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SIU Press is one of the four major university publishing houses in Illinois. Its catalog offers much of local interest, including biographies of Illinois political figures, the history (human and natural) and folklore of southern Illinois, the Civil War and Lincoln, and quality reprints in the Shawnee Classics series.
The U of I Press was founded in 1918. A search of the online catalog (Books/Browse by subject/Illinois) will reveal more than 150 Illinois titles, books on history mostly but also butteflies, nature , painting, poetry and fiction, and more. Of particular note are its Prairie State Books, quality new paperback editions of worthy titles about all parts of Illinois, augmented with scholarly introductions.
The U of C publishing operation is the oldest (1891) and largest university press in Illinois. Its reach is international, but it has not neglected its own neighborhood. Any good Illinois library will include dozens of titles about Chicago and Illinois from Fort Dearborn to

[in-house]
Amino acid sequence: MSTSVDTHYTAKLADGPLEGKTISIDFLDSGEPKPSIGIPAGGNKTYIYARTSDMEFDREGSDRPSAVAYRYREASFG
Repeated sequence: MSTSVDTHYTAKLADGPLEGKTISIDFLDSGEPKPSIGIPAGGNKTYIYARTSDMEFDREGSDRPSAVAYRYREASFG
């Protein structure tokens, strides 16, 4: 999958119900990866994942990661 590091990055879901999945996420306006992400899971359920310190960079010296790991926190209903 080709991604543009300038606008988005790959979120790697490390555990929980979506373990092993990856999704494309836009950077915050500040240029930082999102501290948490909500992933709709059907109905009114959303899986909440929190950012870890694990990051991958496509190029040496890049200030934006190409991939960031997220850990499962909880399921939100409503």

The newest (1965) and the smallest of the university presses with an interest in Illinois, Northern Illinois University Press gave us important titles such as the standard one-volume history of the state (Biles' Illinois:
A History of the Land and Its People) and contributions to the history of Chicago, Illinois transportation, and the Civil War. Now an imprint of Cornell University Press.
Reviews and significant mentions by James Krohe Jr. of more than 50 Illinois books, arranged in alphabetical order
by book title.
Run by the Illinois State Library, The Center promotes reading, writing and author programs meant to honor the state's rich literary heritage. An affiliate of the Library of Congress’s Center for the Book, the site offers award competitions, a directory of Illinois authors, literary landmarks, and reading programs.